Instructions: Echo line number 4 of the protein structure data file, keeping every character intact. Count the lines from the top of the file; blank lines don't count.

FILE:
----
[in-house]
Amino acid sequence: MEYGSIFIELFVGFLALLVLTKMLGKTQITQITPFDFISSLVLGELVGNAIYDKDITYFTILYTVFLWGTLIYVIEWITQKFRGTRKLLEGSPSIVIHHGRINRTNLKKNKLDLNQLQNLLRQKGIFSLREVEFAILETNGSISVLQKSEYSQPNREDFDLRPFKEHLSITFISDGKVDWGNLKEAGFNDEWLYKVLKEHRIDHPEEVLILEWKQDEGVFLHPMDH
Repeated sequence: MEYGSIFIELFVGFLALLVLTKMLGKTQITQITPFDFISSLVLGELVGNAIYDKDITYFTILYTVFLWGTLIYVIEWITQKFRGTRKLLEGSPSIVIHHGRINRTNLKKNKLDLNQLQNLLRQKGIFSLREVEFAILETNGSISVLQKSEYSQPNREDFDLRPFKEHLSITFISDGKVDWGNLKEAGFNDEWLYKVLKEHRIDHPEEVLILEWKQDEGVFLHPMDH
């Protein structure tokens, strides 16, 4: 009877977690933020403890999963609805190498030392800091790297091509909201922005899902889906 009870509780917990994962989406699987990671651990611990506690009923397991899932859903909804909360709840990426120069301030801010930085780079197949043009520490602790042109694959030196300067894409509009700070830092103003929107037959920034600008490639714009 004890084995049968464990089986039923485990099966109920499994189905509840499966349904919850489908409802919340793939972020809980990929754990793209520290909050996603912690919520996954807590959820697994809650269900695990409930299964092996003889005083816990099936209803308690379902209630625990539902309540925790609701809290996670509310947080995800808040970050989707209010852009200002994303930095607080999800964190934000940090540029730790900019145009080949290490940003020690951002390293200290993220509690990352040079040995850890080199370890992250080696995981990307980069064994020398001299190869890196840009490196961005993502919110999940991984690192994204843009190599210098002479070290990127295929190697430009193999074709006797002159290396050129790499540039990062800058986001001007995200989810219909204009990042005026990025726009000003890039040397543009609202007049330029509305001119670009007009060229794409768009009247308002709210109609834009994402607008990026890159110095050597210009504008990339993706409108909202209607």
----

């Protein structure tokens, strides 16, 4: 009877977690933020403890999963609805190498030392800091790297091509909201922005899902889906 009870509780917990994962989406699987990671651990611990506690009923397991899932859903909804909360709840990426120069301030801010930085780079197949043009520490602790042109694959030196300067894409509009700070830092103003929107037959920034600008490639714009 004890084995049968464990089986039923485990099966109920499994189905509840499966349904919850489908409802919340793939972020809980990929754990793209520290909050996603912690919520996954807590959820697994809650269900695990409930299964092996003889005083816990099936209803308690379902209630625990539902309540925790609701809290996670509310947080995800808040970050989707209010852009200002994303930095607080999800964190934000940090540029730790900019145009080949290490940003020690951002390293200290993220509690990352040079040995850890080199370890992250080696995981990307980069064994020398001299190869890196840009490196961005993502919110999940991984690192994204843009190599210098002479070290990127295929190697430009193999074709006797002159290396050129790499540039990062800058986001001007995200989810219909204009990042005026990025726009000003890039040397543009609202007049330029509305001119670009007009060229794409768009009247308002709210109609834009994402607008990026890159110095050597210009504008990339993706409108909202209607």